• Re:Then buy NZ music (Score:4, Interesting)

            by aaarrrgggh (9205) on Monday July 16, 2012 @10:45AM (#40663369)

            Just wait until Peter Jackson or a delegate runs for office in NZ, and then there will be a re-focused priority on protection of intellectual property.

          • Re:Then buy NZ music (Score:5, Interesting)

            by modecx (130548) on Monday July 16, 2012 @11:06AM (#40663583)

            They say NZ's nuclear-free law extends only to their territorial waters--12 nautical miles from shore--not even out to the the 200 nautical mile "exclusive economic zone"; 12 NM hardly qualifies as a "long way" around NZ, particularly for a nuclear powered warship, which would typically not come that close to shore unless the ship was already going to port.

            So, like most blahblah-free zones, it's basically just a feel-good measure. It's almost certianly more of an negative economic cost to business in NZ than anything else, since even diesel-powered US warships won't be able to visit NZ ports for provisions or other economic purposes, as the US Navy will refuse to confirm or deny that they have nuclear weapons on board any particular ship. Also, in the event of a natural disaster, the people of NZ might be in for even more hurt. The US Navy, more than any other force on the globe, is a massive resource for quickly sending out a great deal of logistical support for disaster relief. I wonder if they would suspend that policy in the event of a disaster, even though I hope that need never arises.

    • by Goth Biker Babe (311502) on Monday July 16, 2012 @09:58AM (#40662883) Homepage Journal

      I don't buy US produced music anyway. Its not like you make it all or far from it. The UK makes better music!

    • by PPH (736903)

      I started digging through my DVD collection. All my region 1 discs state "Licensed for sale only in the U.S." or something similar. If they say anything at all.

    • Re:Then buy NZ music (Score:4, Interesting)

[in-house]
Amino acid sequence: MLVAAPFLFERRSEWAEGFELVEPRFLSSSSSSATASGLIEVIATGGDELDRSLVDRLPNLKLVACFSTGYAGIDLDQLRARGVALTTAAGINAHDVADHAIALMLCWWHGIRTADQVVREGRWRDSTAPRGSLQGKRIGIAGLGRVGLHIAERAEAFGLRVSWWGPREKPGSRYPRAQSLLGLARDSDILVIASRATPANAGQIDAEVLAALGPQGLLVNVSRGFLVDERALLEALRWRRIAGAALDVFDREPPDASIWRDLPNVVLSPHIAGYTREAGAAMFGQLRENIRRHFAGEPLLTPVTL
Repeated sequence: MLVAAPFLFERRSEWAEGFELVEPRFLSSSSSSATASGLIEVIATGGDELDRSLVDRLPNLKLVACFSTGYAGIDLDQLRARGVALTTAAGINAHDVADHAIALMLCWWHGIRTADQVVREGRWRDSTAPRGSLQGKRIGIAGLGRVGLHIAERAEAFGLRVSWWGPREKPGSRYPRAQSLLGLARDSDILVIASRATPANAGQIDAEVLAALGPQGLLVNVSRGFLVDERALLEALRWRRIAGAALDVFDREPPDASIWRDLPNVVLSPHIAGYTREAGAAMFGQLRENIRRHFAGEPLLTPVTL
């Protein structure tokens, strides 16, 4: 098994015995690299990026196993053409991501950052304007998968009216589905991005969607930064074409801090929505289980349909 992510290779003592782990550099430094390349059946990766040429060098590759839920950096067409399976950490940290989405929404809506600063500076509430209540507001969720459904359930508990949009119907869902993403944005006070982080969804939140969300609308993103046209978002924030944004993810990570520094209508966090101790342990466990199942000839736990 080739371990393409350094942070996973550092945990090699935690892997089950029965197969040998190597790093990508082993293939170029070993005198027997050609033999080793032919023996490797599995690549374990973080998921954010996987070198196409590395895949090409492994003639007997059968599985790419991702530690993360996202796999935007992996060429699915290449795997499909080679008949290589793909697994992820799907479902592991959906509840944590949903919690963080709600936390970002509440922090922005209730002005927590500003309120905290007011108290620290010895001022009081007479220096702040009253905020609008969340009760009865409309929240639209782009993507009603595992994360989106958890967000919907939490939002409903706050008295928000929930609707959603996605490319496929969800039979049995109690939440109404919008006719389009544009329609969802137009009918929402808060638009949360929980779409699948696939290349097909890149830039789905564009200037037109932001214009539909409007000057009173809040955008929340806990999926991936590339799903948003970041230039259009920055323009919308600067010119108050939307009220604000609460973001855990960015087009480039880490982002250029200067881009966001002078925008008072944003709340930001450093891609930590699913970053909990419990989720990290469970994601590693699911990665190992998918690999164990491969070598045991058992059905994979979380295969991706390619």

by StripedCow (776465) on Monday July 16, 2012 @10:23AM (#40663131)

      Sorry, that music may have been produced in the US, but contains ingredients taken from music produced elsewhere. Ergo, there is no basis to declare that US copyright laws should extend to other countries.

    • by X.25 (255792)

      If you buy music produced in the US you buy it under the terms of the license. Don't like those terms? Buy music produced elsewhere.

      You are confused a bit.

      They don't need to buy NZ music, US needs to stop selling music in the NZ and expecting their laws to apply there.

    • Re:Then buy NZ music (Score:5, Informative)

      by ccguy (1116865) on Monday July 16, 2012 @11:07AM (#40663597) Homepage

      If you buy music produced in the US you buy it under the terms of the license.

      No. If I buy music (from any country) in Spain I buy it under Spanish laws. Anything else, feel free to shove up your ass, license included.

      • by SharpFang (651121)

        This is true when concerning local purchases, the labels need to sell music under local laws of where they sell it.
        This is not true when you download the music from American file-sharers. The sharer violated US license, and you participate in violation of the same license by downloading the music from them. And by redistributing it, you continue violating the same license.

        Of course if the sharer is, say, Spanish, and their law says they are legal to share the music, American labels can kiss your ass. You're

  • by Q-Hack! (37846) * on Monday July 16, 2012 @09:22AM (#40662567)

    I know that this is normally a forum to bash **AA, but the fact still remains that Kim Dotcom made his fortune by providing a service that was used to circumvent paying for content. Never did he even attempt to stop this illegal activity, and at times, promoted it. People like to talk about how the rich make there fortune off the backs of the working class... this guy is your poster child.